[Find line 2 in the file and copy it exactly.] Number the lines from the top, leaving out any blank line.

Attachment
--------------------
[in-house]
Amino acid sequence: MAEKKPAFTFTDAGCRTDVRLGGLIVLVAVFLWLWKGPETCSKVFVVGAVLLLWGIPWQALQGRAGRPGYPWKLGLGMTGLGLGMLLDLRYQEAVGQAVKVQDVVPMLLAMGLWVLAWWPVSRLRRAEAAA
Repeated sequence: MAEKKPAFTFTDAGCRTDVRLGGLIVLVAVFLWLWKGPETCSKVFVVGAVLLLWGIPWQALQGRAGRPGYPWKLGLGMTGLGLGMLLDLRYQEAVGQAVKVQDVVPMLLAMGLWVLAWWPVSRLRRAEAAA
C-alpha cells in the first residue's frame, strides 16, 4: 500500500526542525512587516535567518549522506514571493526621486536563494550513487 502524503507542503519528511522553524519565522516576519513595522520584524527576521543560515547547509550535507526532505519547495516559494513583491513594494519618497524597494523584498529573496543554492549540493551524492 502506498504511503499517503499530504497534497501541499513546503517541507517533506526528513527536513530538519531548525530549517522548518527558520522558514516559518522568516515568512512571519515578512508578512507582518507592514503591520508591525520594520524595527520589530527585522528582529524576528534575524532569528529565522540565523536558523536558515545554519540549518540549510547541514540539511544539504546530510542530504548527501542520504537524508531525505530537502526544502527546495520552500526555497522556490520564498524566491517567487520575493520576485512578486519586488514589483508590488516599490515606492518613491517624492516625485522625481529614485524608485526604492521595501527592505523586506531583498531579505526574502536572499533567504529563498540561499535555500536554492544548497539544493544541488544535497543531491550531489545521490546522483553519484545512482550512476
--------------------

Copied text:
Amino acid sequence: MAEKKPAFTFTDAGCRTDVRLGGLIVLVAVFLWLWKGPETCSKVFVVGAVLLLWGIPWQALQGRAGRPGYPWKLGLGMTGLGLGMLLDLRYQEAVGQAVKVQDVVPMLLAMGLWVLAWWPVSRLRRAEAAA